To sustain a charge against a judge, the Court says the allegation must be proved by clear and convincing evidence. It says it cannot find that that standard was met here. Also, to the extent there was any lack of clarity in the law, it declines to find a violation of Canon 7A(4).

To provide guidance to part-time municipal court judges going forward, the Court says that as with political contributions from marital assets, political contributions from a law partnership’s business account cannot always be readily identified with a single member of a firm and can suggest a judge’s direct involvement in politics. It declares that contributions by one partner in a two-partner firm can readily run afoul of the ban separating judges and politics. The same concerns apply whether a lawyer’s name appears on the masthead, or if he is a partner, shareholder, director, of counsel or associate (or holds some comparable status), or if post-event accounting adjustments to income can be made. Therefore, the ban on making political contributions from a law firm’s business account must apply not only to part-time municipal judges but to the lawyers with whom they practice law and the firms where they do so.

The Court refers this matter to the Professional Responsibility Rules Committee and the Advisory Committee on Extrajudicial Activity for development of appropriate rules to implement this decision.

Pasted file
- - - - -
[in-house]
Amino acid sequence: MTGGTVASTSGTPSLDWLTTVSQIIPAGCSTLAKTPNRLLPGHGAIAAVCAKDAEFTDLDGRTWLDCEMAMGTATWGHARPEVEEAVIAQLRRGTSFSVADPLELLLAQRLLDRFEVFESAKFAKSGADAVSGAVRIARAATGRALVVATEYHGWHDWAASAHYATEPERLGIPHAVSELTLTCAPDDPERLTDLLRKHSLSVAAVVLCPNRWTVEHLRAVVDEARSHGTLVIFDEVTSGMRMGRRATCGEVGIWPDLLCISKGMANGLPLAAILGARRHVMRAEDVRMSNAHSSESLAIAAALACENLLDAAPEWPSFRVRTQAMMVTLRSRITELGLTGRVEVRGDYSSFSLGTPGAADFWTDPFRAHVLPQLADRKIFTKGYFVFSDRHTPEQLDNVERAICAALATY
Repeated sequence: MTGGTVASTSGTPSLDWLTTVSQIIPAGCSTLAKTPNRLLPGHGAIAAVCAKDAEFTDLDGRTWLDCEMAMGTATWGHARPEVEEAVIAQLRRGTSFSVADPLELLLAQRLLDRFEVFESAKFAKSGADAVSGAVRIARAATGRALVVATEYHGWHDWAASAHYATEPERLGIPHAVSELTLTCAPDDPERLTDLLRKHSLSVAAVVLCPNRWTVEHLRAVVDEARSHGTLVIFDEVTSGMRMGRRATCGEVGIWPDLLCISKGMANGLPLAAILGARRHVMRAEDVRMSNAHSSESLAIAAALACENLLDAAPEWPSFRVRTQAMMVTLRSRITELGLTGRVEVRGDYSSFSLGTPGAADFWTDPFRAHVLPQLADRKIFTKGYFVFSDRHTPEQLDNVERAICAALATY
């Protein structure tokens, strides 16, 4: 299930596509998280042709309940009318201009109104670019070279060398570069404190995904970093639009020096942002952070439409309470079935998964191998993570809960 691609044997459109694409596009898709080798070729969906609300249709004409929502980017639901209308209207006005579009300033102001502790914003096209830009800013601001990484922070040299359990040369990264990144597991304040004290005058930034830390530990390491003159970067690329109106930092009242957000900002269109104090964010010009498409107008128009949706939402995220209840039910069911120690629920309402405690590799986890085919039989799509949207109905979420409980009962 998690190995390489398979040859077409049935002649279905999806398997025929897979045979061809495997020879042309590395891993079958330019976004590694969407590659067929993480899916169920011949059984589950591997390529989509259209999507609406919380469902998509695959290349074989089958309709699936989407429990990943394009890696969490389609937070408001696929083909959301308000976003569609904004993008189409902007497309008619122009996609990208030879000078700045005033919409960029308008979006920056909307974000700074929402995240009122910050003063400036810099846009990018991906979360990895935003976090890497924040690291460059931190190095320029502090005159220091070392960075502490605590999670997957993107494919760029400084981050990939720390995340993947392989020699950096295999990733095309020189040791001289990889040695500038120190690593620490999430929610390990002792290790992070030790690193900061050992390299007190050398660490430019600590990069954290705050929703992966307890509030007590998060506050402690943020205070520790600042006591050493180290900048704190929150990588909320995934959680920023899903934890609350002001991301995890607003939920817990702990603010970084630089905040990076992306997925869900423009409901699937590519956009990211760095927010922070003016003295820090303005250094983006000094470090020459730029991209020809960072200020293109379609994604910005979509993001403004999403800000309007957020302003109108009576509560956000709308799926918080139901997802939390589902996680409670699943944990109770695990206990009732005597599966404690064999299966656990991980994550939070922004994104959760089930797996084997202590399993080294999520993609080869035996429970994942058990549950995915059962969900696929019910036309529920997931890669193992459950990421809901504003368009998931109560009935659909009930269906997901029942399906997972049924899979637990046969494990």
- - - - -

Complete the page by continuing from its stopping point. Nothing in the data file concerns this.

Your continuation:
As for respondent’s allusion to the First Amendment in light of the disposition of his case, the Court says the First Amendment rights of attorneys who practice law with part-time municipal judges are not limited because they may continue to make personal political contributions.

Justices Long , LaVecchia , Albin , Wallace , Rivera-Soto and Hoens join in Chief Justice Rabner ‘s opinion.

— By Judith Nallin

For the Advisory Committee on Judicial Conduct — Candace Moody. For respondent — Robert E. Ramsey (Donini & Ramsey). For amici curiae: New Jersey State Bar Association — Richard H. Steen, President-elect; Conference of Presiding Judges-Municipal Court — Roy F. McGeady, Presiding Judge Municipal Court.